A hearing screening is a normal procedure done after birth to determine if your baby can hear or not. Most babies will pass this test, but some do fail. The good news is that you don't have to automatically assume that a failed test means that your baby has hearing loss. There are many reasons why a baby may fail the screening and the best thing that you can do as a parent is to stay calm and take your baby in for a re-check screening or diagnostic test.
What's the Difference Between a Screening and a Diagnostic?
The screening is what is done in the hospital after birth and it is designed simply to tell if your baby's ears respond to sound. It is a short test and only has two results: pass or fail.
A diagnostic test is more involved and takes much longer. It is usually only needed if the initial screening comes back with a failed result. In a diagnostic hearing test, an audiologist tests your baby's hearing with varying tones and pitches of sound. This is helpful in determining the level of hearing loss, if any, in more detail.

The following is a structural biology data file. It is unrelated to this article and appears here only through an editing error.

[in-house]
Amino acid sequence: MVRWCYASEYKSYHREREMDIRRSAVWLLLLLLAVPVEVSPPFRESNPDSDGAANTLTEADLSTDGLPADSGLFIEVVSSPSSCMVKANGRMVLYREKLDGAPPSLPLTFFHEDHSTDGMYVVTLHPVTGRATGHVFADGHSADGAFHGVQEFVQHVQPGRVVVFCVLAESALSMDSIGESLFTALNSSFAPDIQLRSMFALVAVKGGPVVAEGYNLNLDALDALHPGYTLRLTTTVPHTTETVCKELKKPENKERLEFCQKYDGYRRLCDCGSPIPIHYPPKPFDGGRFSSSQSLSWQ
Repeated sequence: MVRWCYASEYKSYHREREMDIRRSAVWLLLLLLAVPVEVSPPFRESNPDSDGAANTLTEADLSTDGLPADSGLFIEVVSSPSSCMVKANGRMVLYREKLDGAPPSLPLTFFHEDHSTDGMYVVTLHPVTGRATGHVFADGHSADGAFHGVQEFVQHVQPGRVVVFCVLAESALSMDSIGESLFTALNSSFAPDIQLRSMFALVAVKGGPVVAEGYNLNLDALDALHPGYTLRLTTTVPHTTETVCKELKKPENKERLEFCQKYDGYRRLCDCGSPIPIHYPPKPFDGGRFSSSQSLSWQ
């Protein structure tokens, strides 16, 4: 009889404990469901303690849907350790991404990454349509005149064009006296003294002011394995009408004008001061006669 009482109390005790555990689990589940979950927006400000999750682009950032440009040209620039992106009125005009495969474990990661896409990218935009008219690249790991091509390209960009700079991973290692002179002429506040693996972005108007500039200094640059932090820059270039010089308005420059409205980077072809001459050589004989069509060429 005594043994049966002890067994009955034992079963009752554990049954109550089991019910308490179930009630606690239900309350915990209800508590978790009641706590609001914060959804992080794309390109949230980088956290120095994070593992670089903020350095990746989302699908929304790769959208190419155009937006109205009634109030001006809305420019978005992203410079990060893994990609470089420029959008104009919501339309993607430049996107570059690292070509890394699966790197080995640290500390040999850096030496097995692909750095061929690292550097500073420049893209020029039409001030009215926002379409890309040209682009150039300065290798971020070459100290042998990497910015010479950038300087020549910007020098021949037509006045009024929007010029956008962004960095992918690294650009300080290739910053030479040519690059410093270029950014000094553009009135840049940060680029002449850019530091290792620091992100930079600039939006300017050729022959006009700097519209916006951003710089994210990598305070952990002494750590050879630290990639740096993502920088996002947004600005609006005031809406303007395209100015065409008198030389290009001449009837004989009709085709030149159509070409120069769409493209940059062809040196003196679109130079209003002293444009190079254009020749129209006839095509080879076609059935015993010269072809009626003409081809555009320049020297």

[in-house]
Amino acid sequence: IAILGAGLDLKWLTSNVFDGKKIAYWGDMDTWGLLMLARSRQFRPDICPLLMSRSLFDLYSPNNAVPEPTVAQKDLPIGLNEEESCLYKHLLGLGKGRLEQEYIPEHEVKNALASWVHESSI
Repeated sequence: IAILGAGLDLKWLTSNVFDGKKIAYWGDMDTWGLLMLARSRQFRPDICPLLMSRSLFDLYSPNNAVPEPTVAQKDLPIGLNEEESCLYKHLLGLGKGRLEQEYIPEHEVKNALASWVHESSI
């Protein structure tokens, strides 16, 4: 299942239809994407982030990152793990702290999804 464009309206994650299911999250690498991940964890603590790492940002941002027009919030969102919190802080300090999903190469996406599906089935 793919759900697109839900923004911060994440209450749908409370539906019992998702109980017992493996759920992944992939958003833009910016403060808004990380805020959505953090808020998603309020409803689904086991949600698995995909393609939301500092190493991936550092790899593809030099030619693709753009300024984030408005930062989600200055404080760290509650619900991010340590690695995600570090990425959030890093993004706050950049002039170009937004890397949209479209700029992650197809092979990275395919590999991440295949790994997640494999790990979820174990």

What Are the Different Types of Hearing Tests?
Your doctor will determine the best test that you baby needs to assess his or her hearing ability. You may be recommended for any number or even all of these tests, but the number of tests suggested shouldn't worry you.
Reasons Your Baby May Fail a Hearing Test
Remember that the hearing screening your baby receives in the hospital after birth is not conclusive should it come back with a failed result. Follow your doctor's recommendations for further testing and follow ups. If your baby should have hearing loss, your doctor will help you determine what options are available to help your baby hear. For answers to your other questions about newborn hearing tests and hearing loss, talk with someone such as Hearing and Balance Centers.Share
18 January 2016
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